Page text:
Michigan Addiction Treatment
During 2006, there were 65,558 admissions to alcohol and drug treatment centers in Michigan. There were 57,295 such treatment admissions during 2005. In 2004, there were 60,321 admissions to drug treatment programs in the state. Approximately 217,000 Michigan citizens reported needing but not receiving treatment for illicit drug use within the past year.
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Michigan Drug Addiction
Cocaine, heroin, marijuana, and MDMA are the primary drug threats in the state of Michigan. Mexican DTOs, with direct ties to the Southwest Border and links to major Colombian cocaine cartels, are responsible for the lion share of the cocaine distributed in Michigan. Cocaine is either resold to local distributors or converted into crack cocaine for street distribution. The availability of South American heroin remains constant throughout Michigan, although Mexican Brown heroin and Mexican black tar heroin is available. Southwest Asian heroin is readily available in the Detroit metropolitan area with New York as the primary point of origin for the influx of Southwest Asian heroin. Importation of Canadian marijuana, often referred to as "B.C. Bud", along with MDMA, by Asian organized crime groups at Michigan's Northern Border ports of entry is encountered with increased frequency. Detroit, Port Huron, and Sault Ste. Marie are quickly becoming transshipment areas to the rest of the United States.
Addiction Treatment Help
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Michigan Drug Information
OxyContin® demand is increasing throughout the state. The Michigan Automated Prescription System (MAPS) program indicates that the state's OxyContin® prescriptions have increased by 31 percent. Michigan is ranked number 30 for its OxyContin® consumption per capita. Straits Area Narcotic Enforcement (SANE) Task Force, located in Cheboygan County, Michigan reported that 90 percent of the problems encountered are related to OxyContin®. The number of charges for OxyContin addiction has also increased. In 2002, there were 37 charges made as compared to 60 in 2003. OxyContin® abusers are obtaining this drug through break-ins and robberies, doctor shopping, stealing from legitimate patients, selling parts of legitimate prescriptions, home break-ins and forged prescriptions.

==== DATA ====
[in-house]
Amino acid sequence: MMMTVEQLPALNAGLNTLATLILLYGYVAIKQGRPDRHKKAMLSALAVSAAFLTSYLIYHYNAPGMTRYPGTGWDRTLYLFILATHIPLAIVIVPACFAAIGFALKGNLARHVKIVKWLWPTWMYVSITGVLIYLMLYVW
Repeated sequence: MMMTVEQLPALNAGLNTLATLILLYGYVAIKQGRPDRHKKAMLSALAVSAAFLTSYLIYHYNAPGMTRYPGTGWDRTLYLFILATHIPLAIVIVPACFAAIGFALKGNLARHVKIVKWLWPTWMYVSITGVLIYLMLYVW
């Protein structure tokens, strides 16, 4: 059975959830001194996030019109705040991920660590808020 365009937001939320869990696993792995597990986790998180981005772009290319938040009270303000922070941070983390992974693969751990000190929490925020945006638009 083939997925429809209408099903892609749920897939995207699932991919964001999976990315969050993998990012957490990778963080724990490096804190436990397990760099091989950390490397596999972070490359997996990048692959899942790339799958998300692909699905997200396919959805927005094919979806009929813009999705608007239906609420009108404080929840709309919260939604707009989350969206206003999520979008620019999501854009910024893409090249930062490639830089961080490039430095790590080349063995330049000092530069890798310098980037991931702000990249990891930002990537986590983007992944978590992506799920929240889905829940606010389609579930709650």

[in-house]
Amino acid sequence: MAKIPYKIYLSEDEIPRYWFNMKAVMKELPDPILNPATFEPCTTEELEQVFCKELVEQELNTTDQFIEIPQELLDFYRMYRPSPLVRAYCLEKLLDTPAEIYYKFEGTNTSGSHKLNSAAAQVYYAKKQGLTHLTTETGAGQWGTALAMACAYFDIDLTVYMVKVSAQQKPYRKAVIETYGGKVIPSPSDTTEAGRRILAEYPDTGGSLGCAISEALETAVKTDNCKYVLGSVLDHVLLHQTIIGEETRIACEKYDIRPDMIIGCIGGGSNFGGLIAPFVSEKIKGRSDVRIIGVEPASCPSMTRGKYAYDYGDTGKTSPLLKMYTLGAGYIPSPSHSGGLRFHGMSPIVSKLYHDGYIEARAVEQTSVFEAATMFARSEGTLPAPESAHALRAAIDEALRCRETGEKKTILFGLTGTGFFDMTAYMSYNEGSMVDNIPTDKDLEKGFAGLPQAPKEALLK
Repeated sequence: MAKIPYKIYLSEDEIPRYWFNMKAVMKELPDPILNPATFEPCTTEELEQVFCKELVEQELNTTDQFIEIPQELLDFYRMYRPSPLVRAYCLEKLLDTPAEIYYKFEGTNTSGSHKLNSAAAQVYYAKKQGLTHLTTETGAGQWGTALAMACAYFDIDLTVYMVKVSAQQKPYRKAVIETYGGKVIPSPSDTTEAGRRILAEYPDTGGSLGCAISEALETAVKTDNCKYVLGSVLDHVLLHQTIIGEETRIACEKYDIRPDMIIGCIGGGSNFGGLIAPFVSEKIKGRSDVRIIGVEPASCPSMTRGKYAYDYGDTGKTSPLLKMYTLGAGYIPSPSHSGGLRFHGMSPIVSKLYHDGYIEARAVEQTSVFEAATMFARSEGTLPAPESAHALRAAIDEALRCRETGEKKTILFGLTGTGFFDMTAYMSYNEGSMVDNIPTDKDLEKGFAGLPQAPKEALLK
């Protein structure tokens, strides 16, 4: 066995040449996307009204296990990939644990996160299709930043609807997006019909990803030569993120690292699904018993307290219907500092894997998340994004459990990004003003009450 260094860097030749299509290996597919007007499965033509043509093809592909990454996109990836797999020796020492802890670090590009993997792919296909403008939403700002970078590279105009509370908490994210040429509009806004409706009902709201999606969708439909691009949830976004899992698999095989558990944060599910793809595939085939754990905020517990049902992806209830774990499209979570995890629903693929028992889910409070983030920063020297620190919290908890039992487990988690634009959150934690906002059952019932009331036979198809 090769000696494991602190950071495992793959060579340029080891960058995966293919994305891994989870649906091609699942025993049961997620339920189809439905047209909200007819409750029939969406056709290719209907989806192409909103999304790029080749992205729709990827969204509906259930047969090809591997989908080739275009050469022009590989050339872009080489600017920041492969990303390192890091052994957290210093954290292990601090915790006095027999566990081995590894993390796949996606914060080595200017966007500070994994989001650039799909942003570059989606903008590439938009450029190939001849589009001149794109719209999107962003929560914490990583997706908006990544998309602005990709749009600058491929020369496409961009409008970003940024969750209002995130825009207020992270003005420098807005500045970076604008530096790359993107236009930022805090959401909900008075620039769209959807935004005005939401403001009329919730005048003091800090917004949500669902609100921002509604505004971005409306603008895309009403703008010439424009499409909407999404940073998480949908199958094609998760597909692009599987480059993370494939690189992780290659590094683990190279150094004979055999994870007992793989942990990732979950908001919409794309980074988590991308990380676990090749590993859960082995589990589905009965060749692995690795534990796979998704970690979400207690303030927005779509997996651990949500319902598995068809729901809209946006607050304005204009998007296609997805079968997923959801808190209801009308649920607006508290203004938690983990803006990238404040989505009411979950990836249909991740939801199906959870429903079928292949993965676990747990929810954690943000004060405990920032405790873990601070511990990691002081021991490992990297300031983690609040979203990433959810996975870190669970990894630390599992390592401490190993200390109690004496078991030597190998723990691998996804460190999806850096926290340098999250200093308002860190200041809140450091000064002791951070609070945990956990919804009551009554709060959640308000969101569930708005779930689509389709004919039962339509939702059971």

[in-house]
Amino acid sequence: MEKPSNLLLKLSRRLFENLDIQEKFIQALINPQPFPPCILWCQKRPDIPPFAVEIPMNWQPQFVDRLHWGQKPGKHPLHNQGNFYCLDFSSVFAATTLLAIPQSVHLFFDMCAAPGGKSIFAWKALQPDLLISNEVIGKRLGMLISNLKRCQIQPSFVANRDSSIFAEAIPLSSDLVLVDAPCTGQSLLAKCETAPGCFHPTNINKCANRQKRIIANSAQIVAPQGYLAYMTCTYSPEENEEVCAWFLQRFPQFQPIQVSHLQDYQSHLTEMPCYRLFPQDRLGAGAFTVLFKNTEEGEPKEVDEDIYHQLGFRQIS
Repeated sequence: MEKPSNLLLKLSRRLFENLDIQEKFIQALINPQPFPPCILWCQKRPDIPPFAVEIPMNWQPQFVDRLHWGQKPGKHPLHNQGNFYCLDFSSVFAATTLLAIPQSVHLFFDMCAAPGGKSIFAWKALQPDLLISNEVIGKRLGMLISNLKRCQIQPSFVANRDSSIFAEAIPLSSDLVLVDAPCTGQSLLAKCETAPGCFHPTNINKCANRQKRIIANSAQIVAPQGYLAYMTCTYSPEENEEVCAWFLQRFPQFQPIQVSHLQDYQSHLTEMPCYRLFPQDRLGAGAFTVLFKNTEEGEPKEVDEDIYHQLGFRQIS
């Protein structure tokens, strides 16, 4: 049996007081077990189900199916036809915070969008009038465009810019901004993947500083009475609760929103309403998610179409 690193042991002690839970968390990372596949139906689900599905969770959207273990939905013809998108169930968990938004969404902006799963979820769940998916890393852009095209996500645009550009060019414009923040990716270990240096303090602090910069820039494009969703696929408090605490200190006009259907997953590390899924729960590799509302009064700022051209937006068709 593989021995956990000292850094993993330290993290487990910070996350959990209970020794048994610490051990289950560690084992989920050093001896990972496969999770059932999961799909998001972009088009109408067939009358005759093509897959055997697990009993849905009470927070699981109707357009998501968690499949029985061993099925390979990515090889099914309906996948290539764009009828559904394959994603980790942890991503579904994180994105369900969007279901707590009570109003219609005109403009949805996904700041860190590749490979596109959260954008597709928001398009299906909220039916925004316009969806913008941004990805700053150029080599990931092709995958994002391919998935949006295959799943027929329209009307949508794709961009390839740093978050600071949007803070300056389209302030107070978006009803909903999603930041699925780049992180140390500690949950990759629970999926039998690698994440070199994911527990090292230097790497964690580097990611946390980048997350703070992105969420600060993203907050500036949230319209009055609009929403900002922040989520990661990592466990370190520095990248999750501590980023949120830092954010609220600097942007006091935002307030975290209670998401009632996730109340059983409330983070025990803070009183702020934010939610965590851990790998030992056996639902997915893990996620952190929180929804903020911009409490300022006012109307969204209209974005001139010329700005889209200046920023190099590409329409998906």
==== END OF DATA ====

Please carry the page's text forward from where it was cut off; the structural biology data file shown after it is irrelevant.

The abuse and diversion of prescription drugs, particularly hydrocodone, oxycodone (Lortab, Lorcet, Vicodin, and Oxycontin), and methadone, is increasing throughout the state. Detroit is a source city for OxyContin that is transported and distributed to users in Kentucky and West Virginia for a high profit margin. Primary methods of diversion are illegal sales, "doctor shopping", pharmacy break-ins and robberies, stealing from legitimate patients, selling legitimate prescriptions, illegally obtaining them from the streets, illegitimate prescriptions, home break-ins, forged prescriptions, and Internet pharmacies.
DEA Offices & Telephone Nos:
East Lansing: 517-337-6604
Grand Rapids: 616-458-0616